Hillary Clinton, Carly Fiorina, And Unanswered Questions

Hillary vs. Carly, Presidential Showdown

Hillary vs. Carly, Presidential Showdown

On the Sunday CNN talk show State of the Union, Clinton said matter-of-factly, “Look, we are still living with a double standard. I know it. Every woman I know knows it.”

Two situations transpired over the last week that bear examination. They involve the only women running for President. Carly Fiorina and Hillary Clinton.

Fiorina was knocked off the stage of the Republican debate in Manchester, New Hampshire on February 6. ABC News, who ran the event, had already eliminated the undercard (where candidates were rapidly dwindling). Using three prerequisites for inclusion (finishing in the top three in the Iowa caucus, the top six nationally, or the top six in Hew Hampshire polls), Fiorina found herself out of the picture — despite Carson and Cruz suggesting to the network that she be included.

The American Association of University Women (AAUW) put together a petition to ABC underscoring, “Fiorina received a higher percentage of votes than Governors Chris Christie and John Kasich in Monday’s Iowa Caucus” and “the same number of delegates in Iowa as Governors Kasich and Jeb Bush, and more delegates than Governor Christie.” Fiorina, unwilling to take no for an answer, wrote a letter to the RNC on February 3, stating, “There are only 8 candidates left. It’s time for the RNC to demand that media executives step aside and let voters hear from all of us.”

Regardless of my personal feelings about Fiorina as a candidate, it was wrong to exclude her from Saturday night’s debate. Would they have done that to a male candidate?

Fiorina has never felt uncomfortable about speaking plainly. I have listened to her interviews and talking points, and invariably top quotes include, “We have to take back the country” (either from the government or the media) or, “Climate change is not the most pressing security issue.” (I guess she missed the military report titled, The Accelerating Risks of Climate Change.) Fiorina has relentlessly — and incorrectly — leveled claims against Planned Parenthood with the rejoinder, “I will not be rendered silent.” She has railed against Obamacare, which has given coverage to so many who who were previously uninsured, and she adamantly opposes abortion rights except in the cases of incest, rape, or if the mother’s life is in danger.

Every time I have heard Fiorina, there was a definitive mean-spirited tone emanating from her. Yet, pundits rarely took exception to her delivery.

On February 3, a story erupted when the talking heads on Morning Joe parsed the way Clinton delivers her message at various gatherings. Immediately, the conversation went viral. There was reaction on Twitter, which was then parlayed into several articles reiterating the overlap between sexism and public speaking. Are men called “shrill?” Does anyone suggest that they are “shouting?”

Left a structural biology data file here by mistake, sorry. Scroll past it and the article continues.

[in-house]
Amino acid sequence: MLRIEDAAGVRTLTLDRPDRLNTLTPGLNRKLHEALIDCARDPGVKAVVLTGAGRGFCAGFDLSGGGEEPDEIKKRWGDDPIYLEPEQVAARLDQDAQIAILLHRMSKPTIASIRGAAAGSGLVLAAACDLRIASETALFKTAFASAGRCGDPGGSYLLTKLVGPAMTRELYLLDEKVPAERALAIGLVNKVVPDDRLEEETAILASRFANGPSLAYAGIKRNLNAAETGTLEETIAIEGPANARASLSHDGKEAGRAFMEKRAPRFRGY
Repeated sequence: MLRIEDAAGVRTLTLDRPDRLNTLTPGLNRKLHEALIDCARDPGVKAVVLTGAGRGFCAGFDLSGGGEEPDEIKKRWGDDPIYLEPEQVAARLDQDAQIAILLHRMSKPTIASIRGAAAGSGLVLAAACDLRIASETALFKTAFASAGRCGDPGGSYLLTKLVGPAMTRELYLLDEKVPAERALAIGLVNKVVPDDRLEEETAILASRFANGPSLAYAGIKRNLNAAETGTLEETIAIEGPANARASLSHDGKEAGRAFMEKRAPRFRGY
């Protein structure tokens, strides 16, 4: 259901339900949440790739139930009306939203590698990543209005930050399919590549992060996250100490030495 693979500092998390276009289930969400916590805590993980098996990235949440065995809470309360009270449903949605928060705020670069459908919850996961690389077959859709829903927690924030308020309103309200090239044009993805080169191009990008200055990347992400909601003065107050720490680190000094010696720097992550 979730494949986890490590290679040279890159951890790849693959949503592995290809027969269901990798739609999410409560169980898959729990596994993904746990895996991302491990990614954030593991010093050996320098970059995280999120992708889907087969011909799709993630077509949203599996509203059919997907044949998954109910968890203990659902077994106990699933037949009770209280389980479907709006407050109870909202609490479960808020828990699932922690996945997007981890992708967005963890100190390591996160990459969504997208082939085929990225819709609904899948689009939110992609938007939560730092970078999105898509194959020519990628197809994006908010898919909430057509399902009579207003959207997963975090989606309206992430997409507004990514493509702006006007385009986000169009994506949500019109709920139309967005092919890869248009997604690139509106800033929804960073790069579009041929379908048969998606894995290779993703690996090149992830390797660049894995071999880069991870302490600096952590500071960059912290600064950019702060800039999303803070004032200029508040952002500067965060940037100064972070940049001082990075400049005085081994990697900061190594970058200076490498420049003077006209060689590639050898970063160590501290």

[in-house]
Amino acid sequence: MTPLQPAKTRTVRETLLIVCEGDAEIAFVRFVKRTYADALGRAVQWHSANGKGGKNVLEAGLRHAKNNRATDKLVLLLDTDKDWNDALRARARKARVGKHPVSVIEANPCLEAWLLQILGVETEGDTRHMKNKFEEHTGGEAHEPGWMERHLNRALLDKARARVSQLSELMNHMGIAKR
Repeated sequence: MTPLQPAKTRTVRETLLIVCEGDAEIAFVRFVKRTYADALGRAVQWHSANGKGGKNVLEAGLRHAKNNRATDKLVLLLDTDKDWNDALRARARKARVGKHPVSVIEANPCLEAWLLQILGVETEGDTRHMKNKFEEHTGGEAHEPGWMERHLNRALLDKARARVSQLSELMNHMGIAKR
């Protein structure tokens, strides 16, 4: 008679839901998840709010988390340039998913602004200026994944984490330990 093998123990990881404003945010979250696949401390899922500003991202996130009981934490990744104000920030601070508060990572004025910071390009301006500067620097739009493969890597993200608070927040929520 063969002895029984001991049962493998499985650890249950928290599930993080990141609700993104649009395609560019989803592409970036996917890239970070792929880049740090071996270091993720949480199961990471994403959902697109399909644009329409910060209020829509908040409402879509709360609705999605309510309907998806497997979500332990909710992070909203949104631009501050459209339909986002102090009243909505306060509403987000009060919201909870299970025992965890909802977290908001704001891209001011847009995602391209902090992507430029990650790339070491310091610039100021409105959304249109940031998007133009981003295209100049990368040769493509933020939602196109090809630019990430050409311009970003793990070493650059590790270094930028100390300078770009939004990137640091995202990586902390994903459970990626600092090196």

Hillary can be extremely modulated, especially in one-on-one conversations and in Town Halls, where the format is more relaxed. And yes, there were times during the three-way debates that she seemed to get rather loud. I noticed it, the same way that I take stock of how Donald Trump handles himself onstage. Was it a throw back to the Eleanor Clift methodology on The McLaughlin Group, where she felt she had to raise her voice to be heard? (Clift was famous for saying at a high decibel level to her male co-panelists, “Excuse me. Excuse me. I’m still talking.”)

So what does it all mean for women candidates, past, present, and future? (I won’t even include Sarah Palin in this discourse because she has become more of a performance artist, as evidenced in her slam poetry endorsement of Trump). I do wonder why Fiorina was able to get away with delivering her points of view in ways that often struck me as spiteful, condescending, or harsh to the ears. I didn’t attribute it to her gender. Rather, I don’t find her terribly sympathetic.

Is it something about Clinton that creates a knee-jerk reaction in people (Think of the 2007 comment by Tucker Carlson: “She scares me. I cross my legs every time she talks.") Why are responses to her so gendered?

On the Sunday CNN talk show State of the Union, Clinton said matter-of-factly, “Look, we are still living with a double standard. I know it. Every woman I know knows it.”

If Clinton gets the nomination, it’s something we are going to have to get a handle on. People still reference women running for office as “female politicians.” If we don’t get over that, we’re going nowhere.


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